These twelve Stonecoast graduates have overcome unprecedented obstacles to become our class of winter 2021. Please join us in celebrating their hard-won achievements as they enter the literary world with an MFA in creative writing!
Elise Bryant is graduating with a focus in popular fiction. She likes writing about monsters and weird creatures, and has enjoyed meeting other writers at Stonecoast who also like writing about strange things. She spent much of her time in the program working on a contemporary novel with vampire gangs, road trips from hell, and stray kittens. Elise looks forward to continuing to write and grow with the friends she has made in the Stonecoast program.
Christa Carmen’s thesis aims to sever New England’s “last vampire,” tuberculosis victim Mercy Brown, from her supernatural reputation. Most of Christa’s work comes from gazing upon the ghosts of the past or else into the dark corners of nature, those places where whorls of bark become owl eyes and deer step through tunnels of hanging leaves and creeping briers only to disappear. Her most recent publications include One of Us, Not All Monsters, and The Streaming of Hill House. When she’s not writing, she keeps chickens, reads books like Mary Who Wrote Frankenstein to her daughter, texts with the cryptocrastinators (i.e., fellow pop-fic’ers), and tinkers with a dog food recipe concocted to make her beagle live forever.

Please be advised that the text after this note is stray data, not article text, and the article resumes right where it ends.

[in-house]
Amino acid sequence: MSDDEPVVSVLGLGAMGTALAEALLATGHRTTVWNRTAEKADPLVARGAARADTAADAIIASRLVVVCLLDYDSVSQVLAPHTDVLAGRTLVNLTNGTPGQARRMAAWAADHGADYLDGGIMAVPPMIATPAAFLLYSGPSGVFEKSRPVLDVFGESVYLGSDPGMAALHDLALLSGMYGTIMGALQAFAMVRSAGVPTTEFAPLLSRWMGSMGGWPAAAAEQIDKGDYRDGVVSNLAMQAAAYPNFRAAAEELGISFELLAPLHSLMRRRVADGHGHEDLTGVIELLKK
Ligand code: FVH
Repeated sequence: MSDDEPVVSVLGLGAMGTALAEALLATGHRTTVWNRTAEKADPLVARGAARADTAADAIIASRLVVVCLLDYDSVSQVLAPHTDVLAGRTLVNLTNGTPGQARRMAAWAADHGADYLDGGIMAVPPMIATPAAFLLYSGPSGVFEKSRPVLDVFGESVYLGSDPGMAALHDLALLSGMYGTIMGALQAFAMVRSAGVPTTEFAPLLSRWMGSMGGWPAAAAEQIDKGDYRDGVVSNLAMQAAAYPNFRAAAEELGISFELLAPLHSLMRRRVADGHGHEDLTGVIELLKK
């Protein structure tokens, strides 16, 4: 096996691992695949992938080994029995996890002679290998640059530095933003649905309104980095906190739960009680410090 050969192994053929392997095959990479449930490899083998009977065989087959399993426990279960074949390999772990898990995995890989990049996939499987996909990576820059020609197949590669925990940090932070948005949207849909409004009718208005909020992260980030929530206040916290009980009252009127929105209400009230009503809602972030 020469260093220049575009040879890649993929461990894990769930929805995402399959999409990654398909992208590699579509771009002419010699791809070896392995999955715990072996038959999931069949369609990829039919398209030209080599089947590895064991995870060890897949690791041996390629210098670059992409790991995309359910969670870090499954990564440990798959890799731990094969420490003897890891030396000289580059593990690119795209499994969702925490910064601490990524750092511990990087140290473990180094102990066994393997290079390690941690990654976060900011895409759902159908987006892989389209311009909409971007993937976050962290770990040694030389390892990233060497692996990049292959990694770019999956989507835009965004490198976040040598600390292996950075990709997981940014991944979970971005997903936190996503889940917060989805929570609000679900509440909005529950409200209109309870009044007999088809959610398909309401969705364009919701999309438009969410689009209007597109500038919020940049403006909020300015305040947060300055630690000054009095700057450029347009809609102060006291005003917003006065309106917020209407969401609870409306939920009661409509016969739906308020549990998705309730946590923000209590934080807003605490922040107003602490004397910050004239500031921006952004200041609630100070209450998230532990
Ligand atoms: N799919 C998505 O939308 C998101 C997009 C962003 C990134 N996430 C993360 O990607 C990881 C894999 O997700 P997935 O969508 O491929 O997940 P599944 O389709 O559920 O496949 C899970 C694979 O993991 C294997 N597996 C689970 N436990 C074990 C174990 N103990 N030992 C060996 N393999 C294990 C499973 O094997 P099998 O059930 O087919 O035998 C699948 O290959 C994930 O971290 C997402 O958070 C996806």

Genevie Carter is graduating with a concentration in poetry.
Katrina Couch is a fiction writer, and spent her time at Stonecoast morphing into a playwright. Her work explores themes of journeys, sisterhood and growth. Sometimes there are aliens and sometimes there are magical talking mirrors, and all too often her favorite characters die tragically. While she was writing her thesis, the title play, “Five Things to Do When You’re Running Out of Gas” was produced by Pumphouse Players. She is working on a few long-form plays and hopes to spend much of the future writing for the ever-changing and beautiful theater community.
Kelly Danforth Merrill is a popular fiction writer with particular fondness for funny children's books. Her thesis, middle grade novel Undeadly Rescue, is a light-hearted tale about kinda-good and not-so-evil, plus professional necromancers. Stonecoast gave her handy deadlines and the chance to delve into humor and explore its myriad techniques and styles, which is a real lark at parties. She hopes to someday see her books on shelves she doesn't personally own. And make millions. (Because who doesn't hope that, really?)
Amy Dempsey is graduating with a degree in creative nonfiction. Her thesis, entitled Death & Couches, is a collection of essays about death, grief, trauma, body image, and gender. Amy writes with dark humor about disparate topics ranging from a trek through the Albanian Alps to true crime obsession to Kafka to furniture shopping. Her first publication came out in The New York Times as part of Modern Love's special issue on pandemic quarantine. In her other life, Amy works as a film and commercial producer and is obsessed with her dog, Nala.